POST 99: AUSTRALIA’S NEW AGRICULTURAL VISA AND THE PITFALLS

Overview

A new farm work visa will be offered to residents from 10 South-East Asian countries.

Yet the latest Home Affairs data demonstrates there is a large proportion of visa overstayers from Southeast Asia.

Recent figures reveal over 23,000 foreign nationals applied for protection visas in 2019 -20. See Table 1 below.

Table 2 demonstrates that less than 10% were accepted as genuine refugees.

In total to date there is a large number (59,032 foreign nationals) that were not granted a Final Protection Visa in Australia, that have yet to be deported.

This includes all people who have applied for a protection visa in Australia and had not been granted a protection visa and not been removed under the Migration Act. They are either an unlawful non-citizen or held on a bridging visa.

Given there are a considerable amount of visa overstayers in Australia. Can the Morrison government guarantee the Australian public that temporary migrants with agri visas, will leave Australia, before their visas expire?

What is the financial cost to the Australia taxpayer of all this?

There is a significant amount of foreign nationals which have mounted a legal appeal against protection visa refusals and bridging visa refusals. We shall examine the Bridging visa controversy in a future Post

Given the protection visa applications show no signs of abating. It is very worrying that Federal politicians and bureaucrats do not heed the evidence that the new agri visa may be used as a vehicle to apply for a protection visa or bridging visa?

Table 1: Protection Visa lodgements by Citizenship (top 10 nationalities)

Country of citizenship2018–192019–20
Malaysia8,0136,046
China (Exc. SAR)4,8723,321
India1,8642,866
Vietnam7821,069
Fiji9801,024
Thailand1,319808
Indonesia672775
Philippines487659
Pakistan508609
Taiwan478423
Other4,5915,626
Total24,56623,226

(Source Department of Home Affairs, 2021)

Table 2: Grant and grant rates by Citizenship (Top 10)

Country of citizenship2019–20Grant rate
Turkey20574.3%
Iran18072.9%
Pakistan16441.2%
Iraq13446.5%
Saudi Arabia9474.0%
China (Exc. SAR)834.2%
Afghanistan8376.1%
Venezuela8060.6%
Papua New Guinea6843.3%
Lebanon4712.5%
Other512
Total1,6509.8%

(Source Department of Home Affairs, 2021)

Opportunity missed to develop a long-term viable farm worker option for Australian citizens.

In 2015 the Federal Government commissioned academics to oversee the Report of the Migrant Worker’s Taskforce. The academic research surveyed 1440 Working Holiday Makers and:

found that 32 per cent of WHMs earned $12 per hour or less and 46 percent earned $15 or less in their lowest paid job. At the time of the survey the standard hourly rate for a casual worker under the Horticulture Award was $22.13”.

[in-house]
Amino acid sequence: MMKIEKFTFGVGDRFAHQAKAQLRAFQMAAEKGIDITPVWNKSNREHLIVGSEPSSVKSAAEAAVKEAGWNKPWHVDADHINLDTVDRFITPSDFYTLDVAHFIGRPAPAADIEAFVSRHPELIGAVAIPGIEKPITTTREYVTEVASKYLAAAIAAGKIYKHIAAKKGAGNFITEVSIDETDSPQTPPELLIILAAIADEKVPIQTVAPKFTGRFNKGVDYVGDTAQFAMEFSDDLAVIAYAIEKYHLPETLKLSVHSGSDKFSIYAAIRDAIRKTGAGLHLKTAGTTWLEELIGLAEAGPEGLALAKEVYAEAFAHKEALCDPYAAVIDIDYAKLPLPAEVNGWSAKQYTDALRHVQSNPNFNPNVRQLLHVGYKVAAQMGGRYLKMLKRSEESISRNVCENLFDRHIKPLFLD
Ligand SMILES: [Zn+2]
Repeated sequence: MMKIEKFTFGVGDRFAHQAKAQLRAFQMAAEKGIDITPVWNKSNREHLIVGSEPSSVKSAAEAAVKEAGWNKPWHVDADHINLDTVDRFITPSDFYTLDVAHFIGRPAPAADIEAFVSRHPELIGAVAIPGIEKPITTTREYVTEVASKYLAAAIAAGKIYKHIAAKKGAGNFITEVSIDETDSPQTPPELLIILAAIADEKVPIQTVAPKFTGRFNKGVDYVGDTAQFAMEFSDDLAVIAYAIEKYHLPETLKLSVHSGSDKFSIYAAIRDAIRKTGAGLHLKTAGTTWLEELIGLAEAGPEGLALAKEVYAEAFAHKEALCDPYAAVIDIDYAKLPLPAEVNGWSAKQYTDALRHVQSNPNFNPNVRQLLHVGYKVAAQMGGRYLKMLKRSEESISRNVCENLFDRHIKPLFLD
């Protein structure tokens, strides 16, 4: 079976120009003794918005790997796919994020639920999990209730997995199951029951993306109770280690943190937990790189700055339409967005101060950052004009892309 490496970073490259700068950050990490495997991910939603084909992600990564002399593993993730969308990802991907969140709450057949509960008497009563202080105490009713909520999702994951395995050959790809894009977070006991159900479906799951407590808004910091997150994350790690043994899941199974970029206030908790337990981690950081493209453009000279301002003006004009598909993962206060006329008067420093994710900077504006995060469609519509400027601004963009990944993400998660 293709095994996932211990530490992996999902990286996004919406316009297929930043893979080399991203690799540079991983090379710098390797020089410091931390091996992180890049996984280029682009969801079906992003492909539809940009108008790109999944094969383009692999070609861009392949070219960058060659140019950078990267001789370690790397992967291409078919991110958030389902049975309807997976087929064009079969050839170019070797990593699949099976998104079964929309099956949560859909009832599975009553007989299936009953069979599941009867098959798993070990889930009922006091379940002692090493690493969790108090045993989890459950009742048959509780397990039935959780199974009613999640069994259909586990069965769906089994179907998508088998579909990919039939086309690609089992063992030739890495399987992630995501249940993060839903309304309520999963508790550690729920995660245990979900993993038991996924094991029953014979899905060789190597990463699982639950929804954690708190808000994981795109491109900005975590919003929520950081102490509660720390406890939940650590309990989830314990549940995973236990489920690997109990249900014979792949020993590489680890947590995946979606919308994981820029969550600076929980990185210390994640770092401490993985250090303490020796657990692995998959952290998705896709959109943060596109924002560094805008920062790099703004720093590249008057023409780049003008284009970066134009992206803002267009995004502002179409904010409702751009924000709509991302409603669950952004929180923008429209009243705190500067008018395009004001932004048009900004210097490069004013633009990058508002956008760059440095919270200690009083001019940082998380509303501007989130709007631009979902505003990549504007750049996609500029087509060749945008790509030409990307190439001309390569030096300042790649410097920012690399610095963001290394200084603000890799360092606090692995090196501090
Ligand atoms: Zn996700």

This represented the most comprehensive report by government on WHMs. It appears the problem was left in the too hard basket.

In 2021, young workers on Australian farms are being paid as little as $9 per day picking grapes and zucchinis, a new wage theft survey reveals.

The study, conducted by Unions NSW and the Migrant Workers Centre, interviewed more than 1300 horticulture industry workers in Australia. It found that almost 80 per cent of the workers had been underpaid in agricultural work.

Australian workers could be attracted by better wages and accommodation.

With the rapid rise in WHMs visas over the past decade, the farming industry has come under greater scrutiny for wage exploitation, illegal work contracts and accommodation issues.

However, Government and the farming Industry have been unable to come to better wage agreements and worker conditions.

Population Research WA is surprised better options or solutions have not been thrashed out.

Long overdue, is an investigation into a genuine long-term agri industry business and worker agreement with the pendulum swinging towards Australia’s unemployed, instead of the short term option of bringing in temporary foreign workers.

The Covid 19 pandemic has demonstrated it is unwise for Australian industries overreliance on temporary migrants

Clearly it is time to look further ahead than year to year and develop a framework for more reliance on Australian workers.

A better wage structure, conditions and accomodation. For example investigating the costs and business opportunities for a basic Fly in Fly Out or Drive in Drive Out camp style accommodation would be a start.

A recent study found a large number of Australia’s youth and general unemployed are applying for farm jobs, demonstrating that Australians’ are willing to work on farms.

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